May’s Weed of the Month, wild parsnip (Pastinaca sativa), is a toxic plant with an edible root. Native to Eurasia, it escaped cultivation and is commonly found throughout Minnesota and North America.
Wild parsnip is a member of the carrot family. It produces a sap that can cause blistering, swelling, and discoloration of the skin when in the presence of sunlight. Protective clothing should be worn when working with this plant. Animals, including livestock, can also be burned by the sap in combination with sunlight.
Wild parsnip is a biennial that germinates from seed and spends one or more years as a rosette. Once it has enough resources stored, it sends up a flowering stalk, sets seed, and dies. It blooms from June to July, and the yellow flowers are large and flat-topped. Each leaf has multiple leaflets with saw-toothed edges. The plant forms a long, thick taproot that can make removal by hand pulling a challenge.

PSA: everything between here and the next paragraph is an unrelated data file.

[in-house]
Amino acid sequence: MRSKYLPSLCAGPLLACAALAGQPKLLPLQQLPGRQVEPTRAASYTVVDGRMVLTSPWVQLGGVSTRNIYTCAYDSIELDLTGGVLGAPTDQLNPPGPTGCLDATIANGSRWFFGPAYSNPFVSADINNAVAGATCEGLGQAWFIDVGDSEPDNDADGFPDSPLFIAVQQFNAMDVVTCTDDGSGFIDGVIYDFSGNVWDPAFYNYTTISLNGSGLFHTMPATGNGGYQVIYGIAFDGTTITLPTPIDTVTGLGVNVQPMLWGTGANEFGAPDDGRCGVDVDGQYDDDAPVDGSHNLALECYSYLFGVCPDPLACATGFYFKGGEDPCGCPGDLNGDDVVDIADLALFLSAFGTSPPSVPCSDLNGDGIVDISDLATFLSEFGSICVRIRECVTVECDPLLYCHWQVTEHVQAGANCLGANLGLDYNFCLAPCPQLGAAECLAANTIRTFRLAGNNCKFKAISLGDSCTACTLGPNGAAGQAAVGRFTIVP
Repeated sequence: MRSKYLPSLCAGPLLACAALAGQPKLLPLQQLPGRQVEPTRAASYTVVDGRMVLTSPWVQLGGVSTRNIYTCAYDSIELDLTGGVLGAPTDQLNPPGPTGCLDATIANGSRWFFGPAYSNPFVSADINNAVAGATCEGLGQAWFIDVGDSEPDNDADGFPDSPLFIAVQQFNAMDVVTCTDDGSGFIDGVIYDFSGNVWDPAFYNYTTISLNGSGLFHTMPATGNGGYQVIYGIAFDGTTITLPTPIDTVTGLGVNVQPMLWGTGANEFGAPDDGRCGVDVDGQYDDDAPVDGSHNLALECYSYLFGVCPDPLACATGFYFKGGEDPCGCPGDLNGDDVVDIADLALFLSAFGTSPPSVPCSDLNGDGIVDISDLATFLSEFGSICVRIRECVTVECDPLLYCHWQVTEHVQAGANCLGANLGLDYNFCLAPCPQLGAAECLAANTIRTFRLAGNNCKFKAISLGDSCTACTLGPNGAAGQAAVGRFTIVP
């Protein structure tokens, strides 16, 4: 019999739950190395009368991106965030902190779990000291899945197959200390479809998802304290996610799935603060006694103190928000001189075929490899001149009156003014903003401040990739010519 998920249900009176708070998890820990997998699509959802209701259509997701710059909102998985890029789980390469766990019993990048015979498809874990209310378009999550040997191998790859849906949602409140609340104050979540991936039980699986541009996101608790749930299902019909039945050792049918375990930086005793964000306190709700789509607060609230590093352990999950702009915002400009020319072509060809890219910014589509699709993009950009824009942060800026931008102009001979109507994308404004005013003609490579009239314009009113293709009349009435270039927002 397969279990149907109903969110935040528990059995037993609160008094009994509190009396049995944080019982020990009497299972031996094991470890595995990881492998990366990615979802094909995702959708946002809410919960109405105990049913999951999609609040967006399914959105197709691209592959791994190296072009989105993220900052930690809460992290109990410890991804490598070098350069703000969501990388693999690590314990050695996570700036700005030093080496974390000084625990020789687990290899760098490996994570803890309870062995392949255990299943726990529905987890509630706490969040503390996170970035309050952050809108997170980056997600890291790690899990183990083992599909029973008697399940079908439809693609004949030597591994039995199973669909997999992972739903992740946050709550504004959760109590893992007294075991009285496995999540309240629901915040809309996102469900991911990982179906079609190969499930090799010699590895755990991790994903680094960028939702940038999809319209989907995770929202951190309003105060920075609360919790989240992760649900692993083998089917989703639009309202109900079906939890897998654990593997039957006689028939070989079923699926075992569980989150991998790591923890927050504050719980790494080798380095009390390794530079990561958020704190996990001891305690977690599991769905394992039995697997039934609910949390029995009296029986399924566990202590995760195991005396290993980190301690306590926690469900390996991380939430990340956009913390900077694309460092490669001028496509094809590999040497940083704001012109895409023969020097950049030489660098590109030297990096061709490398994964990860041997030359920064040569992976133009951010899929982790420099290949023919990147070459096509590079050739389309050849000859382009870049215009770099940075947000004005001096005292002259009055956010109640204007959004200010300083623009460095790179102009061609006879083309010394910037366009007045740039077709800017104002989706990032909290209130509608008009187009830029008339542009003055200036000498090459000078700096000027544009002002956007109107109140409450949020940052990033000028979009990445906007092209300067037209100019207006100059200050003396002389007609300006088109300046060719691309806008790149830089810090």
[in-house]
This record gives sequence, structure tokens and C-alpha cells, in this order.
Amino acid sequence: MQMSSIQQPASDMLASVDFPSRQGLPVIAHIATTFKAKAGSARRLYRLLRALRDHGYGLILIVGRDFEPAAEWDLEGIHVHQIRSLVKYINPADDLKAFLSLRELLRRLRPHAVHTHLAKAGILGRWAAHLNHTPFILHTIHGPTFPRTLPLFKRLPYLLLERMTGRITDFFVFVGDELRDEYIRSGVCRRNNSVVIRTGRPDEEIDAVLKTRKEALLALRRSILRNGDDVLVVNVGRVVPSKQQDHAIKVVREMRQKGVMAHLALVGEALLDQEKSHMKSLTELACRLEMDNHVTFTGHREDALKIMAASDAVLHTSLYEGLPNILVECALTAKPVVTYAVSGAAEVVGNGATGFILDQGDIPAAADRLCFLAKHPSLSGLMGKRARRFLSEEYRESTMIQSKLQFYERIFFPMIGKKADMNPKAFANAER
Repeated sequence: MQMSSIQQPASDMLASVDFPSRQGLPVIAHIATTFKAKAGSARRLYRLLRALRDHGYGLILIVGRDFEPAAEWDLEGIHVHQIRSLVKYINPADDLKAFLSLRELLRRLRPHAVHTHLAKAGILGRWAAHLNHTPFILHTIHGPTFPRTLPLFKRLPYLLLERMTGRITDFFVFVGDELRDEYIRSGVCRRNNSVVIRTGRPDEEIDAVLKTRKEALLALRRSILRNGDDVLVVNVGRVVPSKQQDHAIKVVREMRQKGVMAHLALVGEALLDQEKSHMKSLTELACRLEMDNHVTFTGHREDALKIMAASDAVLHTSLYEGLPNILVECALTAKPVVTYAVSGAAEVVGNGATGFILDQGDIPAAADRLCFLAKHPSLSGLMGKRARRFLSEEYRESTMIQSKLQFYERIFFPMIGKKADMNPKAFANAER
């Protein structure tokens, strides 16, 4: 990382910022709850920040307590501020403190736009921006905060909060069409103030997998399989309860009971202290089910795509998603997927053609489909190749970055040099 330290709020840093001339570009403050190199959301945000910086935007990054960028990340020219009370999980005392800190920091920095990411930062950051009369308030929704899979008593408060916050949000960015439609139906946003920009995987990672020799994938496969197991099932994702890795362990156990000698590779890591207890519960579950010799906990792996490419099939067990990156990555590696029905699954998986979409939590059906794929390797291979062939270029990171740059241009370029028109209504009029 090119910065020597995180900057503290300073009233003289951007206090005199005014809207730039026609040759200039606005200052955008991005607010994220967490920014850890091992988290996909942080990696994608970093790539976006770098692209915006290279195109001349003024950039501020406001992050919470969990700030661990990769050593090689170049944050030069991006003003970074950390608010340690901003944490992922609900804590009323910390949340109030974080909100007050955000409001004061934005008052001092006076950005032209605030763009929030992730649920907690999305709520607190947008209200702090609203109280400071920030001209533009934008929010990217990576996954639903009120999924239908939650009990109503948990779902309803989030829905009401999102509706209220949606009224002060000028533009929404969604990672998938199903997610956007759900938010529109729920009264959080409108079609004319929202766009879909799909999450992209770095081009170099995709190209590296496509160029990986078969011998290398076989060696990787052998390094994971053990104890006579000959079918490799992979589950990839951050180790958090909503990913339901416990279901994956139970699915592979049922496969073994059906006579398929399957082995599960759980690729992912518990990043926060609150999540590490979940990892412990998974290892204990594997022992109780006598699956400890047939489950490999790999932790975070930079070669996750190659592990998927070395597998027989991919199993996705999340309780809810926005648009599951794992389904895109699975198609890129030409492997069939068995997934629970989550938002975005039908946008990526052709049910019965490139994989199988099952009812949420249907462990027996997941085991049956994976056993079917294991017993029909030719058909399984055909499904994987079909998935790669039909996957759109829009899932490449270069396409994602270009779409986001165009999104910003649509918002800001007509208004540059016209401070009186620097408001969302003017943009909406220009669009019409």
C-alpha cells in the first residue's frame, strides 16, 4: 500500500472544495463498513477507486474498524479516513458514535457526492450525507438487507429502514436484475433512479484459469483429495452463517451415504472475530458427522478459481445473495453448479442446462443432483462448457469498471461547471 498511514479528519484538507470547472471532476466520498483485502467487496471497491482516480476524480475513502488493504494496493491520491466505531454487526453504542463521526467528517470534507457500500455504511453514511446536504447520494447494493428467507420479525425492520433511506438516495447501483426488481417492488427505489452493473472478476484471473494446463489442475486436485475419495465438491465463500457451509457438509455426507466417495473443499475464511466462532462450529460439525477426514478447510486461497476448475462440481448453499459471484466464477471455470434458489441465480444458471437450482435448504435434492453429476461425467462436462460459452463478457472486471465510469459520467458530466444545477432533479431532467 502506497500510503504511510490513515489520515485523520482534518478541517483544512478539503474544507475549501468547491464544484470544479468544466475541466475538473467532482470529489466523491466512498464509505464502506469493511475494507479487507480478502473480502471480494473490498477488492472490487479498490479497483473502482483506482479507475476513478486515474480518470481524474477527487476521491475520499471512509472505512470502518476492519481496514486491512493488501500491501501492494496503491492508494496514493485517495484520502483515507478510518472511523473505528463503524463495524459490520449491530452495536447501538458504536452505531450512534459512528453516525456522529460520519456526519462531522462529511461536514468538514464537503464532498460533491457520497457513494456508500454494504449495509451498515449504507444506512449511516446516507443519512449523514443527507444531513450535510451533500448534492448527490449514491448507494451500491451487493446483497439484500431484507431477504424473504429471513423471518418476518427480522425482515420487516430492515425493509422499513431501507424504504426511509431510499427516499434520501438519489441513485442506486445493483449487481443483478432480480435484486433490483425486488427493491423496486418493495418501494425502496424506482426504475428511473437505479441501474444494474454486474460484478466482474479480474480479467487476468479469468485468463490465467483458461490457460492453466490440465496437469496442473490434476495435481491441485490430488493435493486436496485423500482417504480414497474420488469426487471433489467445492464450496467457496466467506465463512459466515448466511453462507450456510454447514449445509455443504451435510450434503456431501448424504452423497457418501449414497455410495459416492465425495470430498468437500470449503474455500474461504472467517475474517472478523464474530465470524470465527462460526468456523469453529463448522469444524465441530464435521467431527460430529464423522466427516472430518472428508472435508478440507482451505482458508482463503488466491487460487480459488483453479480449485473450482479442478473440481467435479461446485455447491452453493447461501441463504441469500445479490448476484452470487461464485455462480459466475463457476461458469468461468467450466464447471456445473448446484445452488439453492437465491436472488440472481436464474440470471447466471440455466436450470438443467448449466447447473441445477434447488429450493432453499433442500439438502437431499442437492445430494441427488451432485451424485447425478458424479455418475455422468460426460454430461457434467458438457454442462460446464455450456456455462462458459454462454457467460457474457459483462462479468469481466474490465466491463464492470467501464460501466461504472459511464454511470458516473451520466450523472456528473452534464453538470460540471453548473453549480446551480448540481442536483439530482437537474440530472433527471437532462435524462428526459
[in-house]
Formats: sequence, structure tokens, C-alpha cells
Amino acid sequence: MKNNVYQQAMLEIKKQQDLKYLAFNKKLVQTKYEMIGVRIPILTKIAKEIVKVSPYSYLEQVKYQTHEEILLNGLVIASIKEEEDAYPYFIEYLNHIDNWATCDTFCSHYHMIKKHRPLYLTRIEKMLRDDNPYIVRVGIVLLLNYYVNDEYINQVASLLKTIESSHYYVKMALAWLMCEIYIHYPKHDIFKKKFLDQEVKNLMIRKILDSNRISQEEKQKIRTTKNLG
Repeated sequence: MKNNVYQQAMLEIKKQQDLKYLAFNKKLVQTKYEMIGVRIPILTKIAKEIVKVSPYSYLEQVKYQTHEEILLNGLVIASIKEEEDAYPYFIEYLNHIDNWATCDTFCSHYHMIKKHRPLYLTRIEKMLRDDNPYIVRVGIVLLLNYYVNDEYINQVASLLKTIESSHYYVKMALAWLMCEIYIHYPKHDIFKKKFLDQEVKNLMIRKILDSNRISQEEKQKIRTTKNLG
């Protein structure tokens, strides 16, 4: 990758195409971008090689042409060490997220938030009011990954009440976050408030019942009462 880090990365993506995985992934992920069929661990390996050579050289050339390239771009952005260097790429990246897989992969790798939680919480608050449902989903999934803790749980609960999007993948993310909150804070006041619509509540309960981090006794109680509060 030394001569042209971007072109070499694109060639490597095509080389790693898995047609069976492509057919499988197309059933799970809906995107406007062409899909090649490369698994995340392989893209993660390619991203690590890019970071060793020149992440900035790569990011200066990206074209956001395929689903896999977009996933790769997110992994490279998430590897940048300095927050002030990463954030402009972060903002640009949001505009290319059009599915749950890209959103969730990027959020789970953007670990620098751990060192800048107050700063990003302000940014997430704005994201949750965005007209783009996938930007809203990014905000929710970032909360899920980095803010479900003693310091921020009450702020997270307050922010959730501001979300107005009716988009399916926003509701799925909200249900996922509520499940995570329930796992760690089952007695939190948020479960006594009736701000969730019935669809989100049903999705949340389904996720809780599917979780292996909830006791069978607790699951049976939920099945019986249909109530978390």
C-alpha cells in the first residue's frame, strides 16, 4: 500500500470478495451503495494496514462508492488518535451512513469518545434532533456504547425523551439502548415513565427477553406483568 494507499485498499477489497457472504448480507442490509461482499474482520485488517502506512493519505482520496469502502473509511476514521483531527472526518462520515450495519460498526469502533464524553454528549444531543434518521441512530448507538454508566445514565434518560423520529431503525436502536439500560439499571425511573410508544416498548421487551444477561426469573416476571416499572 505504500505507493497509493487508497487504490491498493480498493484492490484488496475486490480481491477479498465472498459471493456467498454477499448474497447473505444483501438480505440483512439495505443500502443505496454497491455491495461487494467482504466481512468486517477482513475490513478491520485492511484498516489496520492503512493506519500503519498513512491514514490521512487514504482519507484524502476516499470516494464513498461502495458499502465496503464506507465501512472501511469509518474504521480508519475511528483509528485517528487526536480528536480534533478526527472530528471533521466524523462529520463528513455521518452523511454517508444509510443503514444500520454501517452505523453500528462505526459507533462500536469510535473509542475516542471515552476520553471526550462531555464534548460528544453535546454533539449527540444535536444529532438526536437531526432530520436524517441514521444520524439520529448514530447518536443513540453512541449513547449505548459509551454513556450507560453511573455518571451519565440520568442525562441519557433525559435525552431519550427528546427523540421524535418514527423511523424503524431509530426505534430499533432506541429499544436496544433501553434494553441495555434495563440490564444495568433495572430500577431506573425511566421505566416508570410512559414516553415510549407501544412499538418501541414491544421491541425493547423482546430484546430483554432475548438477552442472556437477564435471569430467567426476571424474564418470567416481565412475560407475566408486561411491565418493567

It is most commonly found in disturbed areas such as roadsides, trails, pastures, and gravel pits. Wild parsnip is highly invasive and can spread rapidly to replace native animal and plant habitat. It produces abundant seed which can stay viable in the soil for four years.
As a prohibited noxious weed on the control list, landowners must attempt to control the spread of wild parsnip seed. To manage wild parsnip, infestations need to be monitored and treated until the seedbanks are depleted.